Our readings this week explored the ways that an image’s meaning can be influenced by the person viewing the work and the context and format in which they view it. John Walker talks about the impact social and physical contexts have, we are introduced to the work of Martin Parr and the various ways in which he exhibits his images, depending on the message he is trying to get across and finally we are introduced to some novel ways of displaying works of art in peoples houses.

Walker presents two different views and ideologies. One largely held by his students who subscribed to the view that everybody is different and therefore any viewing and understanding of meaning of an image is purely individualistic. Walker on the other hand suggested that although we are all individuals there are various groupings and common views and experiences that make us more homogenous than we think. Ernst Gombrich had this to say:

“A viewer approaches an image not with a blank mind but with a mind already primed with memories, knowledge, prejudices: there is a mental set or context to be taken into account.”


“People have different relations to the same image according to the different places they occupy in society, determined by such factors as gender, race, nationality, class, age, education, kinship, etc”

Following on from the presentation about Martin Parr who uses a range of methods to present his images including large fine art prints, photobooks and even cheap photocopier paper, Walker identifies the many and varied ways in which we can view images, such as newspapers and magazines, billboards, in tube stations, galleries or books.

Images by Martin Parr (2000)

All of these contexts have an impact on how the reader perceives the image. He also makes the inevitable reference to Roland Barthes’s Death of the Author where Barthes suggests that the focus is entirely on the reader and their reception of the image.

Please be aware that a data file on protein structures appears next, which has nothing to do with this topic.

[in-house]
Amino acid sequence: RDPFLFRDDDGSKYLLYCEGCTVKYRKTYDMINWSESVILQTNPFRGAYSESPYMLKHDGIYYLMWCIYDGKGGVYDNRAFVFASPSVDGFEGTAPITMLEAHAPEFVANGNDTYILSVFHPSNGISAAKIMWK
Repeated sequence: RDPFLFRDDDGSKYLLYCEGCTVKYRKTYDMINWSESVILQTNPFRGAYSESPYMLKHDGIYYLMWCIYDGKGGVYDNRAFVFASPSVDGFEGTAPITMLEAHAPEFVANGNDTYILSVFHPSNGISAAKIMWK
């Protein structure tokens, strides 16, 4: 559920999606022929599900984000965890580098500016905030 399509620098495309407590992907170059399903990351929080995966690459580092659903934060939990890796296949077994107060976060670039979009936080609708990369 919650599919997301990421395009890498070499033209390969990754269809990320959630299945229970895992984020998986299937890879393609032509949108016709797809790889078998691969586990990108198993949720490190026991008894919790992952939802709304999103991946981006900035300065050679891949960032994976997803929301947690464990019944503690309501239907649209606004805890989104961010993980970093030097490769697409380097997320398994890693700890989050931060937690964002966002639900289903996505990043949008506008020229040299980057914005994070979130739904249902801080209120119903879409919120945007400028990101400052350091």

Walker uses the example of a wedding photograph as a means of demonstrating how context can determine the way an image is viewed. For example, the family of the bride and groom would have a sentimental (or other) attachment to the image and the day, whereas people stopping to view the photographs displaying in a wedding photographers window might pay more regard to the presentation and approach taken by the photographer in the image.

He also talks about the photographs of Jo Spence taken by Terry Dennet over forty years. He refers specifically to two images of Spence in the Evening Standard both nudes – one as a baby and one as a woman. He suggests that taken out of context and juxtaposed in the way they were, dramatically changed the way in which people perceived them as being sensationalist rather than pictures from a family album.

The learning points for me from this week’s readings is that I must be aware of the different interpretations of my images by others (as far as I can), that their upbringing, experiences and place in society all have an impact, and that the way in which my images are viewed and the location or way in which I present my images will also have an impact on the viewer’s interpretation. I think this is all the more important as I start to take more photojournalistic- type images rather than the pictorial images of the past.


Gombrich, E H (1960) Part Three: The Beholder’s Share, in Art and Illusion: A Study in the Psychology of Pictorial Representation, Phaidon Press, London

Obrist, H and Raza A (2015) Ways of Curating, Penguin, London

 Walker, John. A, (1997) Context as a Determinant of Photographic Meaning from The Camerawork essays: context and meaning in photography pp.52-63, London: Rivers Oram Press

Alison Price

Alison Price

My name is Alison Price and for the past ten years I have travelled the world photographing wildlife, including Alaska, Antarctica, Borneo, Botswana, the Canadian Arctic, Kenya, Rwanda, South Africa, Zambia and Zimbabwe.
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